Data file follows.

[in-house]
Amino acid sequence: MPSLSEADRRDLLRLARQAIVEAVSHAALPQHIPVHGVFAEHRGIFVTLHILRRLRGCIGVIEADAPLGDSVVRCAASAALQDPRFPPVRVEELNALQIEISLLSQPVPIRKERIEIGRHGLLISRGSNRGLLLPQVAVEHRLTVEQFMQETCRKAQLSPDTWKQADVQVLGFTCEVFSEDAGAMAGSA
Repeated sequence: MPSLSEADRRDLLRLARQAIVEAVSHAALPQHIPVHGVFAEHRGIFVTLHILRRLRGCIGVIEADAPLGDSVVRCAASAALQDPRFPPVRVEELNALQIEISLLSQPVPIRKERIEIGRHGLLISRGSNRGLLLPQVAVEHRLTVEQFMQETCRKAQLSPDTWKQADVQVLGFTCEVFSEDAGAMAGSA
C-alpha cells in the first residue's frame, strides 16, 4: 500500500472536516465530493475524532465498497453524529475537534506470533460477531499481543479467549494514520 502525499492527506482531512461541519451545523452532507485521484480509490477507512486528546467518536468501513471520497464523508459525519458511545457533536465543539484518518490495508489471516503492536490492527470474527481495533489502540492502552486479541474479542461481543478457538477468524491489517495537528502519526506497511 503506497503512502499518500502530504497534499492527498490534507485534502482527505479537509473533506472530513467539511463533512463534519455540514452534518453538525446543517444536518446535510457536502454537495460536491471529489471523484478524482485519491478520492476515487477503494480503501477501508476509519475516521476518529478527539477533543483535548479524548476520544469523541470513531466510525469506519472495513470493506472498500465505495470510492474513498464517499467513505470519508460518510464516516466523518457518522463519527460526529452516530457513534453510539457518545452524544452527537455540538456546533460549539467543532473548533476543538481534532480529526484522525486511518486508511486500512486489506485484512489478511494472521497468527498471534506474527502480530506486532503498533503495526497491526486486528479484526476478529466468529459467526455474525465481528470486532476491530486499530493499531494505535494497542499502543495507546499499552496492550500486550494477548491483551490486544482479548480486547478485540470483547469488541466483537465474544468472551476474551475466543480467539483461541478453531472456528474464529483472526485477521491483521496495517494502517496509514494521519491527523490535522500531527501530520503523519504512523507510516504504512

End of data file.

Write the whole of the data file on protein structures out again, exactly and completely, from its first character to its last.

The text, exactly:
[in-house]
Amino acid sequence: MPSLSEADRRDLLRLARQAIVEAVSHAALPQHIPVHGVFAEHRGIFVTLHILRRLRGCIGVIEADAPLGDSVVRCAASAALQDPRFPPVRVEELNALQIEISLLSQPVPIRKERIEIGRHGLLISRGSNRGLLLPQVAVEHRLTVEQFMQETCRKAQLSPDTWKQADVQVLGFTCEVFSEDAGAMAGSA
Repeated sequence: MPSLSEADRRDLLRLARQAIVEAVSHAALPQHIPVHGVFAEHRGIFVTLHILRRLRGCIGVIEADAPLGDSVVRCAASAALQDPRFPPVRVEELNALQIEISLLSQPVPIRKERIEIGRHGLLISRGSNRGLLLPQVAVEHRLTVEQFMQETCRKAQLSPDTWKQADVQVLGFTCEVFSEDAGAMAGSA
C-alpha cells in the first residue's frame, strides 16, 4: 500500500472536516465530493475524532465498497453524529475537534506470533460477531499481543479467549494514520 502525499492527506482531512461541519451545523452532507485521484480509490477507512486528546467518536468501513471520497464523508459525519458511545457533536465543539484518518490495508489471516503492536490492527470474527481495533489502540492502552486479541474479542461481543478457538477468524491489517495537528502519526506497511 503506497503512502499518500502530504497534499492527498490534507485534502482527505479537509473533506472530513467539511463533512463534519455540514452534518453538525446543517444536518446535510457536502454537495460536491471529489471523484478524482485519491478520492476515487477503494480503501477501508476509519475516521476518529478527539477533543483535548479524548476520544469523541470513531466510525469506519472495513470493506472498500465505495470510492474513498464517499467513505470519508460518510464516516466523518457518522463519527460526529452516530457513534453510539457518545452524544452527537455540538456546533460549539467543532473548533476543538481534532480529526484522525486511518486508511486500512486489506485484512489478511494472521497468527498471534506474527502480530506486532503498533503495526497491526486486528479484526476478529466468529459467526455474525465481528470486532476491530486499530493499531494505535494497542499502543495507546499499552496492550500486550494477548491483551490486544482479548480486547478485540470483547469488541466483537465474544468472551476474551475466543480467539483461541478453531472456528474464529483472526485477521491483521496495517494502517496509514494521519491527523490535522500531527501530520503523519504512523507510516504504512